Why does Lincoln Center treat cameras its greatest threat to “security”? Does the organization believe that photographing its productions is “stealing”? Let me remind you that anyone who wants to copy images of Lincoln Center’s copyrighted material, is physically capable of doing so. Photos of Lincoln Center and its productions circulate in Lincoln Center’s advertising, in print and on the internet. Lincoln Center has Copyright law to protect them against such illegal image-copying. Copyright law also applies to any unauthorized photos taken by audience members. Lincoln Center may ban taking photographs in its auditoria without confiscating cameras themselves. Galleries and other performance spaces do this: they have signs that say NO PHOTOGRAPHS. Banning cameras in the theater does absolutely nothing to “protect” anyone. It does however abuse legitimate theater patrons, the ones who bought expensive tickets expecting a civilized experience. Furthermore, banning citizen cameras makes it impossible for citizens to document real danger, thereby lessening everyone’s real security.

People dress up to go to Lincoln Center. They pay hundreds of dollars. They believe it’s important to support the arts. In return, Lincoln Center treats its patrons like criminals, and exploits their fears of terrorism to enforce a misguided, dangerous, and invasive no-camera policy.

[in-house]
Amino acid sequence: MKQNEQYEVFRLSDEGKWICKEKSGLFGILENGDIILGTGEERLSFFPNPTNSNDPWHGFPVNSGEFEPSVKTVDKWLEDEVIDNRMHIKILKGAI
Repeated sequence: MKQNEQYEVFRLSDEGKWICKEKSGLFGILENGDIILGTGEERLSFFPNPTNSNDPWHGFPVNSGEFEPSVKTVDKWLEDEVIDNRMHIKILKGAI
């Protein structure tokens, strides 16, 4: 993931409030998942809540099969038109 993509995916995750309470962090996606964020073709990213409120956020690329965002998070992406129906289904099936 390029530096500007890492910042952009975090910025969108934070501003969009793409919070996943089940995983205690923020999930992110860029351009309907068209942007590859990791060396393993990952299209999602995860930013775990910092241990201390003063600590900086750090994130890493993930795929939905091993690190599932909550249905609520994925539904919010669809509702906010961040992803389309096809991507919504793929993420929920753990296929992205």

Lincoln Center should abandon its dangerous and harassing “security” policies and return to respecting its patrons.

Sincerely,

–Nina Paley
Art Lover

Ye Olde Large Hadron Collider

During the Spring of 2001 I had the privilege of freelancing for CERN‘s Public Relations department in Geneva. My task was to try to explain what scientists were seeking in the Large Hadron Collider, especially an explanation of asymmetry. For this, I created possibly my best informational graphic ever:

click for high resolution PNG

Unfortunately CERN never used this, nor the 6-page pamphlet it was part of. But now that we have a more mature interwebs, I can share all 6 pages right here! Click on thumbnails below for high res PNGs (except for page 6, which was too big as PNG so is instead JPEG).

page 1
page 2
page 4
page 4
page 5
page 6

My Official Fight Song

I’ve been digging through my old original comics archives, selecting artwork for upcoming exhibits at the San Francisco Cartoon Art Museum and the Betty Boop Festival in Wisconsin Rapids, Wisconsin. This old gem, while not one of my best, has extra sentimental value. “George the Monster,” who featured in early Nina’s Adventures strips, is my longtime friend Ian Akin. Remarkably, we’ve stayed friends almost 22 years. In fact Ian is visiting me in New York right now! I’d forgotten all about this song he wrote for me when I was fighting some battle or other in my 20’s. Upon rediscovering it, I found it’s just as cheering as I fight some battle or other in my 40’s.

Although the comic says ©, it’s now copyLeft like all my old comics. CC-BY-SA.